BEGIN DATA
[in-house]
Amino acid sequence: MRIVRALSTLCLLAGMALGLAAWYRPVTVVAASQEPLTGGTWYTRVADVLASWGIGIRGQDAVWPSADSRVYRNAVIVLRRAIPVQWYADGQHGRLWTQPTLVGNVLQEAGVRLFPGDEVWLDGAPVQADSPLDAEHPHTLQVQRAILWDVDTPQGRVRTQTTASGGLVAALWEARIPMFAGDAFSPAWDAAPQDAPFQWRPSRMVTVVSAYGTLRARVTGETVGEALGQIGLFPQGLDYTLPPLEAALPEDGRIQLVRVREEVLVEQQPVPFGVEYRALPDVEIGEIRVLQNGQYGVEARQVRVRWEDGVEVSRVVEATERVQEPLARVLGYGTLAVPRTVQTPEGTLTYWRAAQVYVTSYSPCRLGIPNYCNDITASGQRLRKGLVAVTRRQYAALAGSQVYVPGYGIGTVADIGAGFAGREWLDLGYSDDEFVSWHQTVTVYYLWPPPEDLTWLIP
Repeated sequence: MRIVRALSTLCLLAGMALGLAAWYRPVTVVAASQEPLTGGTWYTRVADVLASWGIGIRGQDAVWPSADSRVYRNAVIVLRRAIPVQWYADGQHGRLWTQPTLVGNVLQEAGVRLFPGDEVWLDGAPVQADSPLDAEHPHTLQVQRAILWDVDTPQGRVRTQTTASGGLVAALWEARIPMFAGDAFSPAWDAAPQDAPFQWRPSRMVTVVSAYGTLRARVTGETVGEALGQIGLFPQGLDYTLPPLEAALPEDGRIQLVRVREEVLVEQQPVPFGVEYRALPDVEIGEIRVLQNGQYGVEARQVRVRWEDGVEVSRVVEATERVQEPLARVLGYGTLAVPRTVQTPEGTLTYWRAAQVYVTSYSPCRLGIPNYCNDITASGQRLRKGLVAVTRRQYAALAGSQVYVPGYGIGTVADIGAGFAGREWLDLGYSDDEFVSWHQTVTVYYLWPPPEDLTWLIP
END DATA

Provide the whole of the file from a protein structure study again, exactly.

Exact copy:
[in-house]
Amino acid sequence: MRIVRALSTLCLLAGMALGLAAWYRPVTVVAASQEPLTGGTWYTRVADVLASWGIGIRGQDAVWPSADSRVYRNAVIVLRRAIPVQWYADGQHGRLWTQPTLVGNVLQEAGVRLFPGDEVWLDGAPVQADSPLDAEHPHTLQVQRAILWDVDTPQGRVRTQTTASGGLVAALWEARIPMFAGDAFSPAWDAAPQDAPFQWRPSRMVTVVSAYGTLRARVTGETVGEALGQIGLFPQGLDYTLPPLEAALPEDGRIQLVRVREEVLVEQQPVPFGVEYRALPDVEIGEIRVLQNGQYGVEARQVRVRWEDGVEVSRVVEATERVQEPLARVLGYGTLAVPRTVQTPEGTLTYWRAAQVYVTSYSPCRLGIPNYCNDITASGQRLRKGLVAVTRRQYAALAGSQVYVPGYGIGTVADIGAGFAGREWLDLGYSDDEFVSWHQTVTVYYLWPPPEDLTWLIP
Repeated sequence: MRIVRALSTLCLLAGMALGLAAWYRPVTVVAASQEPLTGGTWYTRVADVLASWGIGIRGQDAVWPSADSRVYRNAVIVLRRAIPVQWYADGQHGRLWTQPTLVGNVLQEAGVRLFPGDEVWLDGAPVQADSPLDAEHPHTLQVQRAILWDVDTPQGRVRTQTTASGGLVAALWEARIPMFAGDAFSPAWDAAPQDAPFQWRPSRMVTVVSAYGTLRARVTGETVGEALGQIGLFPQGLDYTLPPLEAALPEDGRIQLVRVREEVLVEQQPVPFGVEYRALPDVEIGEIRVLQNGQYGVEARQVRVRWEDGVEVSRVVEATERVQEPLARVLGYGTLAVPRTVQTPEGTLTYWRAAQVYVTSYSPCRLGIPNYCNDITASGQRLRKGLVAVTRRQYAALAGSQVYVPGYGIGTVADIGAGFAGREWLDLGYSDDEFVSWHQTVTVYYLWPPPEDLTWLIP